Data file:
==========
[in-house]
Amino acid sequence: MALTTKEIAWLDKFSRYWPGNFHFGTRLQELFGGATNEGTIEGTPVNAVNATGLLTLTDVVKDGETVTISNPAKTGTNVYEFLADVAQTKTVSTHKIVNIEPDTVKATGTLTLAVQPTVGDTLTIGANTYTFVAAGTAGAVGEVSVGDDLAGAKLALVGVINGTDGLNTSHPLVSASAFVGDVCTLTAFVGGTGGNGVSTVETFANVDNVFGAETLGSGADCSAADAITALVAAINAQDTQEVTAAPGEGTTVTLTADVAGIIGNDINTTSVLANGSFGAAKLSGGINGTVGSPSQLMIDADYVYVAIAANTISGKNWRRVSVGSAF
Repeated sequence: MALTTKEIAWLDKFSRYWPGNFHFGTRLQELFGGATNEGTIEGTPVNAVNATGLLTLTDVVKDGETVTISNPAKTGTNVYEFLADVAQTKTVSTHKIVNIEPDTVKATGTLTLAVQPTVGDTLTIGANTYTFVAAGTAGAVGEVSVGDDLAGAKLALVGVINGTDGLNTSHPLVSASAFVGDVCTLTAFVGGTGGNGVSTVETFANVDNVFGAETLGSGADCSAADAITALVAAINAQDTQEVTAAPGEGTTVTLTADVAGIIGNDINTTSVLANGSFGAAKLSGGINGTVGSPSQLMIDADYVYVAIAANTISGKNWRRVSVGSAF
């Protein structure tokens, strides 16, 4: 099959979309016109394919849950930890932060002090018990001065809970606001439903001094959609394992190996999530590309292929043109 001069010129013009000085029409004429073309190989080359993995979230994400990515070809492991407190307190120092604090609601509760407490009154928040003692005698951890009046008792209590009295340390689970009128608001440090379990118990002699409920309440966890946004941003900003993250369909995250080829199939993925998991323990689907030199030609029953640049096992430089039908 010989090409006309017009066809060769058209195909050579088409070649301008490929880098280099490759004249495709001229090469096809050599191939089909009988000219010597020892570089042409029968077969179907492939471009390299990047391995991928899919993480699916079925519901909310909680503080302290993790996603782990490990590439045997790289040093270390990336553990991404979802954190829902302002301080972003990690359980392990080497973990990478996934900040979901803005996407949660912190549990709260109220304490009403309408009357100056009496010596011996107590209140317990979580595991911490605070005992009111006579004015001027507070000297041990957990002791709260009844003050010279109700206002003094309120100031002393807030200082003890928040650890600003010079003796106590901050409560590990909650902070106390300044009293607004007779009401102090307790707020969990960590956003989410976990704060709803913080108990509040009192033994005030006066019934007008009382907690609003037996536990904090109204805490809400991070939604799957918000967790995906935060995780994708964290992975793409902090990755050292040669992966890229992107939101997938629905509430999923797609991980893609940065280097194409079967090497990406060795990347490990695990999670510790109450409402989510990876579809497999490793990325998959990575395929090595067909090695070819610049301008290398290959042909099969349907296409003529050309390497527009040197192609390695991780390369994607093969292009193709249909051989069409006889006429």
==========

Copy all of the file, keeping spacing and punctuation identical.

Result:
[in-house]
Amino acid sequence: MALTTKEIAWLDKFSRYWPGNFHFGTRLQELFGGATNEGTIEGTPVNAVNATGLLTLTDVVKDGETVTISNPAKTGTNVYEFLADVAQTKTVSTHKIVNIEPDTVKATGTLTLAVQPTVGDTLTIGANTYTFVAAGTAGAVGEVSVGDDLAGAKLALVGVINGTDGLNTSHPLVSASAFVGDVCTLTAFVGGTGGNGVSTVETFANVDNVFGAETLGSGADCSAADAITALVAAINAQDTQEVTAAPGEGTTVTLTADVAGIIGNDINTTSVLANGSFGAAKLSGGINGTVGSPSQLMIDADYVYVAIAANTISGKNWRRVSVGSAF
Repeated sequence: MALTTKEIAWLDKFSRYWPGNFHFGTRLQELFGGATNEGTIEGTPVNAVNATGLLTLTDVVKDGETVTISNPAKTGTNVYEFLADVAQTKTVSTHKIVNIEPDTVKATGTLTLAVQPTVGDTLTIGANTYTFVAAGTAGAVGEVSVGDDLAGAKLALVGVINGTDGLNTSHPLVSASAFVGDVCTLTAFVGGTGGNGVSTVETFANVDNVFGAETLGSGADCSAADAITALVAAINAQDTQEVTAAPGEGTTVTLTADVAGIIGNDINTTSVLANGSFGAAKLSGGINGTVGSPSQLMIDADYVYVAIAANTISGKNWRRVSVGSAF
């Protein structure tokens, strides 16, 4: 099959979309016109394919849950930890932060002090018990001065809970606001439903001094959609394992190996999530590309292929043109 001069010129013009000085029409004429073309190989080359993995979230994400990515070809492991407190307190120092604090609601509760407490009154928040003692005698951890009046008792209590009295340390689970009128608001440090379990118990002699409920309440966890946004941003900003993250369909995250080829199939993925998991323990689907030199030609029953640049096992430089039908 010989090409006309017009066809060769058209195909050579088409070649301008490929880098280099490759004249495709001229090469096809050599191939089909009988000219010597020892570089042409029968077969179907492939471009390299990047391995991928899919993480699916079925519901909310909680503080302290993790996603782990490990590439045997790289040093270390990336553990991404979802954190829902302002301080972003990690359980392990080497973990990478996934900040979901803005996407949660912190549990709260109220304490009403309408009357100056009496010596011996107590209140317990979580595991911490605070005992009111006579004015001027507070000297041990957990002791709260009844003050010279109700206002003094309120100031002393807030200082003890928040650890600003010079003796106590901050409560590990909650902070106390300044009293607004007779009401102090307790707020969990960590956003989410976990704060709803913080108990509040009192033994005030006066019934007008009382907690609003037996536990904090109204805490809400991070939604799957918000967790995906935060995780994708964290992975793409902090990755050292040669992966890229992107939101997938629905509430999923797609991980893609940065280097194409079967090497990406060795990347490990695990999670510790109450409402989510990876579809497999490793990325998959990575395929090595067909090695070819610049301008290398290959042909099969349907296409003529050309390497527009040197192609390695991780390369994607093969292009193709249909051989069409006889006429």